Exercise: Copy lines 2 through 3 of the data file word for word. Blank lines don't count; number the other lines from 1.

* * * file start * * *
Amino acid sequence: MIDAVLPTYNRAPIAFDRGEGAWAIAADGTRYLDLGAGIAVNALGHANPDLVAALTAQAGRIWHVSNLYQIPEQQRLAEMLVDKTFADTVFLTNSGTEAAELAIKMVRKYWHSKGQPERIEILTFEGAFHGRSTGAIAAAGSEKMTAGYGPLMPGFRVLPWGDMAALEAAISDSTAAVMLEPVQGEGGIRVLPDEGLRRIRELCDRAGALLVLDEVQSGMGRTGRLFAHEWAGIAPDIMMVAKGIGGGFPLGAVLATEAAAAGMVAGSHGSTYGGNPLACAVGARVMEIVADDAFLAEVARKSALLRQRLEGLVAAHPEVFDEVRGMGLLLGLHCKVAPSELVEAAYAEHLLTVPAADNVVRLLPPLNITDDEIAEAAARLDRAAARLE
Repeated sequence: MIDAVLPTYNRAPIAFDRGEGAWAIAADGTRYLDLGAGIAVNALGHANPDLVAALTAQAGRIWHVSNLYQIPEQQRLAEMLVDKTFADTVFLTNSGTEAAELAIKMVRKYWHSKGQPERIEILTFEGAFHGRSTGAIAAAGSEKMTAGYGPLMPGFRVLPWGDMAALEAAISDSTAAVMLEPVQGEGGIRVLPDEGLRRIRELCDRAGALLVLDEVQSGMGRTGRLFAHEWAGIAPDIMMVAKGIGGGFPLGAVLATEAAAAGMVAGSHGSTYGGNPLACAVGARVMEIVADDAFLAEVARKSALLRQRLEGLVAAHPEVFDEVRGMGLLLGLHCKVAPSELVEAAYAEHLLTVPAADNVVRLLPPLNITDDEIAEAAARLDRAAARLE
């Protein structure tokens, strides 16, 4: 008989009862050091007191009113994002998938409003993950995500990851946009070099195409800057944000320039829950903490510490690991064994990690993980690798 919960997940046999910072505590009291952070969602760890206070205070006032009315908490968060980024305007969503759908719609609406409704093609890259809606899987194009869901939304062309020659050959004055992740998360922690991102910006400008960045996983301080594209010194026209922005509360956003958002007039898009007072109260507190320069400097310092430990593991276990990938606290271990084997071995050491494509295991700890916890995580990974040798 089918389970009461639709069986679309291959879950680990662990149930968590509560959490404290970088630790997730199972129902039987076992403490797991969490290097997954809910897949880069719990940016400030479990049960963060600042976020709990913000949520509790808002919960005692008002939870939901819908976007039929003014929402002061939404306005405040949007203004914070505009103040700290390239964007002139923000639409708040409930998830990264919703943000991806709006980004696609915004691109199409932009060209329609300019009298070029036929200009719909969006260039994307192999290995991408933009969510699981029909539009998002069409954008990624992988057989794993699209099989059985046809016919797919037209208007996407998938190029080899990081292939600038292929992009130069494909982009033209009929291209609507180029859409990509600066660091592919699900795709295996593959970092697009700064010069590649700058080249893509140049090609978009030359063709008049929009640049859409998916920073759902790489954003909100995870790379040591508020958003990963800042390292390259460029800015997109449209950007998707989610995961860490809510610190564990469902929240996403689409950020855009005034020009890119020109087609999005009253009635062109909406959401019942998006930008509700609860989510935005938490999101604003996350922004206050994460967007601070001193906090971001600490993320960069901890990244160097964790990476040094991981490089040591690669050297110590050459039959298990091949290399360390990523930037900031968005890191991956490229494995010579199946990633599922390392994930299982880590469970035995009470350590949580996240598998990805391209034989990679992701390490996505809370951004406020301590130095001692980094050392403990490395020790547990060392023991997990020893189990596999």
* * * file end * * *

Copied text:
Repeated sequence: MIDAVLPTYNRAPIAFDRGEGAWAIAADGTRYLDLGAGIAVNALGHANPDLVAALTAQAGRIWHVSNLYQIPEQQRLAEMLVDKTFADTVFLTNSGTEAAELAIKMVRKYWHSKGQPERIEILTFEGAFHGRSTGAIAAAGSEKMTAGYGPLMPGFRVLPWGDMAALEAAISDSTAAVMLEPVQGEGGIRVLPDEGLRRIRELCDRAGALLVLDEVQSGMGRTGRLFAHEWAGIAPDIMMVAKGIGGGFPLGAVLATEAAAAGMVAGSHGSTYGGNPLACAVGARVMEIVADDAFLAEVARKSALLRQRLEGLVAAHPEVFDEVRGMGLLLGLHCKVAPSELVEAAYAEHLLTVPAADNVVRLLPPLNITDDEIAEAAARLDRAAARLE
């Protein structure tokens, strides 16, 4: 008989009862050091007191009113994002998938409003993950995500990851946009070099195409800057944000320039829950903490510490690991064994990690993980690798 919960997940046999910072505590009291952070969602760890206070205070006032009315908490968060980024305007969503759908719609609406409704093609890259809606899987194009869901939304062309020659050959004055992740998360922690991102910006400008960045996983301080594209010194026209922005509360956003958002007039898009007072109260507190320069400097310092430990593991276990990938606290271990084997071995050491494509295991700890916890995580990974040798 089918389970009461639709069986679309291959879950680990662990149930968590509560959490404290970088630790997730199972129902039987076992403490797991969490290097997954809910897949880069719990940016400030479990049960963060600042976020709990913000949520509790808002919960005692008002939870939901819908976007039929003014929402002061939404306005405040949007203004914070505009103040700290390239964007002139923000639409708040409930998830990264919703943000991806709006980004696609915004691109199409932009060209329609300019009298070029036929200009719909969006260039994307192999290995991408933009969510699981029909539009998002069409954008990624992988057989794993699209099989059985046809016919797919037209208007996407998938190029080899990081292939600038292929992009130069494909982009033209009929291209609507180029859409990509600066660091592919699900795709295996593959970092697009700064010069590649700058080249893509140049090609978009030359063709008049929009640049859409998916920073759902790489954003909100995870790379040591508020958003990963800042390292390259460029800015997109449209950007998707989610995961860490809510610190564990469902929240996403689409950020855009005034020009890119020109087609999005009253009635062109909406959401019942998006930008509700609860989510935005938490999101604003996350922004206050994460967007601070001193906090971001600490993320960069901890990244160097964790990476040094991981490089040591690669050297110590050459039959298990091949290399360390990523930037900031968005890191991956490229494995010579199946990633599922390392994930299982880590469970035995009470350590949580996240598998990805391209034989990679992701390490996505809370951004406020301590130095001692980094050392403990490395020790547990060392023991997990020893189990596999």